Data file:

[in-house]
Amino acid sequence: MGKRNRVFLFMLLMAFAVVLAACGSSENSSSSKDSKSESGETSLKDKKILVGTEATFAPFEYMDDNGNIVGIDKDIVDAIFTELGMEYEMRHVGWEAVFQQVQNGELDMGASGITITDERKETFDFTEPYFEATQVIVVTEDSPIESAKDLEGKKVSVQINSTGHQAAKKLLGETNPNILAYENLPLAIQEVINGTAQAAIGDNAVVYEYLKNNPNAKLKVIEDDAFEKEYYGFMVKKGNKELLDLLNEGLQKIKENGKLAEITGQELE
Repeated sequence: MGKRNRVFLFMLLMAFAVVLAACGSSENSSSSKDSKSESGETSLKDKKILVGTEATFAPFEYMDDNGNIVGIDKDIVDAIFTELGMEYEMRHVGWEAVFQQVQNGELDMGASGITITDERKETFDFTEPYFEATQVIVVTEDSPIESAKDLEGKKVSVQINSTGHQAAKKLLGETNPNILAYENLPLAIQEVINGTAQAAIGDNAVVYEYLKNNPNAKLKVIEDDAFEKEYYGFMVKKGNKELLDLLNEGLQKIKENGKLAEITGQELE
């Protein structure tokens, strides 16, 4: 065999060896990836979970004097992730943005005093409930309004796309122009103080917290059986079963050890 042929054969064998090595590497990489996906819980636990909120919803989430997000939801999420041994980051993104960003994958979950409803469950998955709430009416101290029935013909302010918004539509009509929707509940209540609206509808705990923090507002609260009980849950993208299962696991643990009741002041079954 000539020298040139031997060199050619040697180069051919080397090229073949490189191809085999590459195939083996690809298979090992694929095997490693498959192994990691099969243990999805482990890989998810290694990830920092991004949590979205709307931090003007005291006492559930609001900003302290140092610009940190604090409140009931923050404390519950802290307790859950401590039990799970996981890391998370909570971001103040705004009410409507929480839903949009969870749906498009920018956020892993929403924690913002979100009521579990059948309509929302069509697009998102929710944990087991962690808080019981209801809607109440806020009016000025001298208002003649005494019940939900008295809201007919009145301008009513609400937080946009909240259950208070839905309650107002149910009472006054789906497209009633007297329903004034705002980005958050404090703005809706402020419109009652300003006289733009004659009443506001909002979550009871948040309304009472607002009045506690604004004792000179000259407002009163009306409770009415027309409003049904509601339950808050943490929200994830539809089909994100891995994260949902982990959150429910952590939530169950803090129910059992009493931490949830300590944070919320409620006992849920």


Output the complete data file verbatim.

[in-house]
Amino acid sequence: MGKRNRVFLFMLLMAFAVVLAACGSSENSSSSKDSKSESGETSLKDKKILVGTEATFAPFEYMDDNGNIVGIDKDIVDAIFTELGMEYEMRHVGWEAVFQQVQNGELDMGASGITITDERKETFDFTEPYFEATQVIVVTEDSPIESAKDLEGKKVSVQINSTGHQAAKKLLGETNPNILAYENLPLAIQEVINGTAQAAIGDNAVVYEYLKNNPNAKLKVIEDDAFEKEYYGFMVKKGNKELLDLLNEGLQKIKENGKLAEITGQELE
Repeated sequence: MGKRNRVFLFMLLMAFAVVLAACGSSENSSSSKDSKSESGETSLKDKKILVGTEATFAPFEYMDDNGNIVGIDKDIVDAIFTELGMEYEMRHVGWEAVFQQVQNGELDMGASGITITDERKETFDFTEPYFEATQVIVVTEDSPIESAKDLEGKKVSVQINSTGHQAAKKLLGETNPNILAYENLPLAIQEVINGTAQAAIGDNAVVYEYLKNNPNAKLKVIEDDAFEKEYYGFMVKKGNKELLDLLNEGLQKIKENGKLAEITGQELE
């Protein structure tokens, strides 16, 4: 065999060896990836979970004097992730943005005093409930309004796309122009103080917290059986079963050890 042929054969064998090595590497990489996906819980636990909120919803989430997000939801999420041994980051993104960003994958979950409803469950998955709430009416101290029935013909302010918004539509009509929707509940209540609206509808705990923090507002609260009980849950993208299962696991643990009741002041079954 000539020298040139031997060199050619040697180069051919080397090229073949490189191809085999590459195939083996690809298979090992694929095997490693498959192994990691099969243990999805482990890989998810290694990830920092991004949590979205709307931090003007005291006492559930609001900003302290140092610009940190604090409140009931923050404390519950802290307790859950401590039990799970996981890391998370909570971001103040705004009410409507929480839903949009969870749906498009920018956020892993929403924690913002979100009521579990059948309509929302069509697009998102929710944990087991962690808080019981209801809607109440806020009016000025001298208002003649005494019940939900008295809201007919009145301008009513609400937080946009909240259950208070839905309650107002149910009472006054789906497209009633007297329903004034705002980005958050404090703005809706402020419109009652300003006289733009004659009443506001909002979550009871948040309304009472607002009045506690604004004792000179000259407002009163009306409770009415027309409003049904509601339950808050943490929200994830539809089909994100891995994260949902982990959150429910952590939530169950803090129910059992009493931490949830300590944070919320409620006992849920």